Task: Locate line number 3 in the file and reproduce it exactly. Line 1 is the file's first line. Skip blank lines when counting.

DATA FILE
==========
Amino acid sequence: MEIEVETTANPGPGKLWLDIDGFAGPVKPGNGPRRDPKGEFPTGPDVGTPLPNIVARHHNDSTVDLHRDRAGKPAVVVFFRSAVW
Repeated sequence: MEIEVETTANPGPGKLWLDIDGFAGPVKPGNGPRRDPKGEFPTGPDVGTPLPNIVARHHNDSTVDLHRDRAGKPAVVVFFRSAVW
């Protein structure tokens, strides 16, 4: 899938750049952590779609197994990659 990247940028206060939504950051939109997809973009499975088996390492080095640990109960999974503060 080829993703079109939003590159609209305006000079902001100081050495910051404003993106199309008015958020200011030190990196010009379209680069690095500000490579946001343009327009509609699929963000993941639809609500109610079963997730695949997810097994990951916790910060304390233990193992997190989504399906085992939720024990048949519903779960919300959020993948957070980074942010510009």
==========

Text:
């Protein structure tokens, strides 16, 4: 899938750049952590779609197994990659 990247940028206060939504950051939109997809973009499975088996390492080095640990109960999974503060 080829993703079109939003590159609209305006000079902001100081050495910051404003993106199309008015958020200011030190990196010009379209680069690095500000490579946001343009327009509609699929963000993941639809609500109610079963997730695949997810097994990951916790910060304390233990193992997190989504399906085992939720024990048949519903779960919300959020993948957070980074942010510009």